Renault has revealed a new autonomous obstacle avoidance system, capable of matching professional drivers.
Demonstrated on a specially equipped Zoe electric car, nicknamed Callie, the technology can detect when an obstacle is approaching and automatically avoid it.
The obstacle avoidance system has been developed in Silicon Valley, California, at Renault’s open innovation lab in collaboration with Stanford University’s Dynamic Design Lab.
The French manufacturer used professional drivers to fine-tune the technology, which was then benchmarked against them — matching their efforts in most cases.
Renault is planning to have more than 15 models in its line-up with some form of autonomous technology by 2022, with this new obstacle avoidance tech being a step towards that.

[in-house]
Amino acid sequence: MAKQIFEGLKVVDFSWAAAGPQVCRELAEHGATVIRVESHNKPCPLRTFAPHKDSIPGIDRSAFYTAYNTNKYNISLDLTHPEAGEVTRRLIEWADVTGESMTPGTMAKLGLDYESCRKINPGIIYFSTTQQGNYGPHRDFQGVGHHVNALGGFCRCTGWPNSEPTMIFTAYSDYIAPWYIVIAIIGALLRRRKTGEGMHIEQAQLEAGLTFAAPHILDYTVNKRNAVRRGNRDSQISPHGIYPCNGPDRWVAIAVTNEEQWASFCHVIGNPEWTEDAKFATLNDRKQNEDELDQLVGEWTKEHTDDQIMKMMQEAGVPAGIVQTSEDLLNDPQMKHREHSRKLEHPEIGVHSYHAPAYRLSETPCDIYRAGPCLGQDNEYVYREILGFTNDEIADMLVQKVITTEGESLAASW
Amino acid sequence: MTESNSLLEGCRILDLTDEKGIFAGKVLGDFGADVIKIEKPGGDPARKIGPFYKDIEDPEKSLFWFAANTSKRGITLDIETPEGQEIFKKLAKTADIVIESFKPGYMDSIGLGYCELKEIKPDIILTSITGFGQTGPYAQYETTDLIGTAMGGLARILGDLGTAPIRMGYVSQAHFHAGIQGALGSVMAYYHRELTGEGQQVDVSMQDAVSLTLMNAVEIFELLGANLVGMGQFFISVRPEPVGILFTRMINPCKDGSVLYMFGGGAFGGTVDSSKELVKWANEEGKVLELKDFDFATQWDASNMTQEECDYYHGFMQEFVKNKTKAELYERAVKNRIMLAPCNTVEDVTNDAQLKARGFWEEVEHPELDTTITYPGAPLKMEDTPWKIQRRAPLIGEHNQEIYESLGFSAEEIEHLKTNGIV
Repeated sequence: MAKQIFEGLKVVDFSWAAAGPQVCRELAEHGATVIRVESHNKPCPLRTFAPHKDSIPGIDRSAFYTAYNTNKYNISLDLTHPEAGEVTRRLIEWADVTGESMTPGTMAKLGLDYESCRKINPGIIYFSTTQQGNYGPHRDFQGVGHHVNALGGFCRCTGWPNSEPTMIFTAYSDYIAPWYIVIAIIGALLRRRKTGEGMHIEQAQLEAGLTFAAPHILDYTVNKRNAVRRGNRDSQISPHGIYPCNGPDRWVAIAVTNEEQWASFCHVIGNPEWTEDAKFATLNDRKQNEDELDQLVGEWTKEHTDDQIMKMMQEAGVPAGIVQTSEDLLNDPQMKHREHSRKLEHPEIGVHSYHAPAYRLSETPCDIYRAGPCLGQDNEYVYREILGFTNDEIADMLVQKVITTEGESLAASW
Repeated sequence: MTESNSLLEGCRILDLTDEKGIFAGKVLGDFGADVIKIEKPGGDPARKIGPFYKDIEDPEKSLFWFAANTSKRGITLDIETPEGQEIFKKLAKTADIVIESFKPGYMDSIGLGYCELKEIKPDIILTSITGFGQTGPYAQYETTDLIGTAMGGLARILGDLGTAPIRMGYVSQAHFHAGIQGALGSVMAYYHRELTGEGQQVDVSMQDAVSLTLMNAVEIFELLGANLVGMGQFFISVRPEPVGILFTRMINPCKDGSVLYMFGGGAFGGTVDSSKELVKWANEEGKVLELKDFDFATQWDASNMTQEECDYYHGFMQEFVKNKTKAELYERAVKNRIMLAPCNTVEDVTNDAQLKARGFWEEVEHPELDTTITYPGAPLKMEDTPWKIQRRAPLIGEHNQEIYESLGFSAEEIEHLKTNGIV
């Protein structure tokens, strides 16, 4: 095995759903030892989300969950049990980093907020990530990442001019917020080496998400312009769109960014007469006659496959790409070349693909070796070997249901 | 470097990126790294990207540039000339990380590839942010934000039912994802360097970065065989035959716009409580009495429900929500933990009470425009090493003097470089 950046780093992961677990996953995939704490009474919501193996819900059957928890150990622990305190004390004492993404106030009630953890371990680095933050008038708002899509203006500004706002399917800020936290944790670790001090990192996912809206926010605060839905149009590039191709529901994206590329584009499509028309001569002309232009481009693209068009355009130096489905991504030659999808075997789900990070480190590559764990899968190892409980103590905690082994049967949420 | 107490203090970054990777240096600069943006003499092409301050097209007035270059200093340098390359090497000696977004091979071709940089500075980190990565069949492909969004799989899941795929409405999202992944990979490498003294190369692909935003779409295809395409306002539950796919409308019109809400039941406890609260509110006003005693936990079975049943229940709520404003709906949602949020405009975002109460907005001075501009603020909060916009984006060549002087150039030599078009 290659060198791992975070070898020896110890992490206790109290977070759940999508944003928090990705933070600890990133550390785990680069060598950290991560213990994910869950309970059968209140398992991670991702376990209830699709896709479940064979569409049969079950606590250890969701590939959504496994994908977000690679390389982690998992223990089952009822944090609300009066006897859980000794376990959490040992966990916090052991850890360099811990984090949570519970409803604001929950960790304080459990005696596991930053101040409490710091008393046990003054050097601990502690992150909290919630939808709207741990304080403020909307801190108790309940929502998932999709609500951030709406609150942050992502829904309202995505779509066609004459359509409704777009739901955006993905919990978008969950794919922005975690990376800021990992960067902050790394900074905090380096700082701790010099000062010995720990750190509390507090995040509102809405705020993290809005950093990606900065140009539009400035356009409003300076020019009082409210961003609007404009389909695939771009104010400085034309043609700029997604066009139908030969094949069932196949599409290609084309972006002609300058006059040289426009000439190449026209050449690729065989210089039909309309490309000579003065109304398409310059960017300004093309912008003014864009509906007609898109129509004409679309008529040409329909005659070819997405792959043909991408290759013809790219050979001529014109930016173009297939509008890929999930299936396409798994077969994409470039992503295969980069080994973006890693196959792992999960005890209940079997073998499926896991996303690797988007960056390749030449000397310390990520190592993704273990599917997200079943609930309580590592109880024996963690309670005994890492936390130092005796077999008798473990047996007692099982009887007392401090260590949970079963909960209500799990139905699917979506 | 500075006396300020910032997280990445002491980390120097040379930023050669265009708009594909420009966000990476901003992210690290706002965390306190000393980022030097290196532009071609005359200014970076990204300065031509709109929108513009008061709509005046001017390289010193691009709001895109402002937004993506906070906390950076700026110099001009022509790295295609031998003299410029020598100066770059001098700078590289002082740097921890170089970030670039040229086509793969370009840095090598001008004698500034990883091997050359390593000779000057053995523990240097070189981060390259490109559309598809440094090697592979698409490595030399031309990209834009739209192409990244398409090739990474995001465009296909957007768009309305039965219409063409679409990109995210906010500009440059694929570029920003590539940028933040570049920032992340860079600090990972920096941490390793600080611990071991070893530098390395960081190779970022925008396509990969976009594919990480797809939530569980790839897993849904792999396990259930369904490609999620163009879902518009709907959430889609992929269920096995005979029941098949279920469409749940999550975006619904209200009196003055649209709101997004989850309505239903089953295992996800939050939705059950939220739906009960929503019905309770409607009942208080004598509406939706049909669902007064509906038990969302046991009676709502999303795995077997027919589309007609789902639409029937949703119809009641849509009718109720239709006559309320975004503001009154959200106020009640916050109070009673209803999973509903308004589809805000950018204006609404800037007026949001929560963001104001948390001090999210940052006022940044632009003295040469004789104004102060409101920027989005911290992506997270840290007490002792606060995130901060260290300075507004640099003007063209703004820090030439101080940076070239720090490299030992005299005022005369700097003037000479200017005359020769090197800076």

Simon Hougard, director of Renault Open Innovation Lab, said: “At Groupe Renault, we are focused on being an innovation leader in products, technology and design.
“Our innovation efforts aim to develop advanced autonomous driving technologies that consumers can trust will create a safer, more comfortable journey.”
Renault doesn’t currently offer cars with any full autonomous technology, but some models do feature automatic assistance features, such as the latest Megane’s Active Emergency Braking — which can stop the car without driver’s input if it detects a potential collision.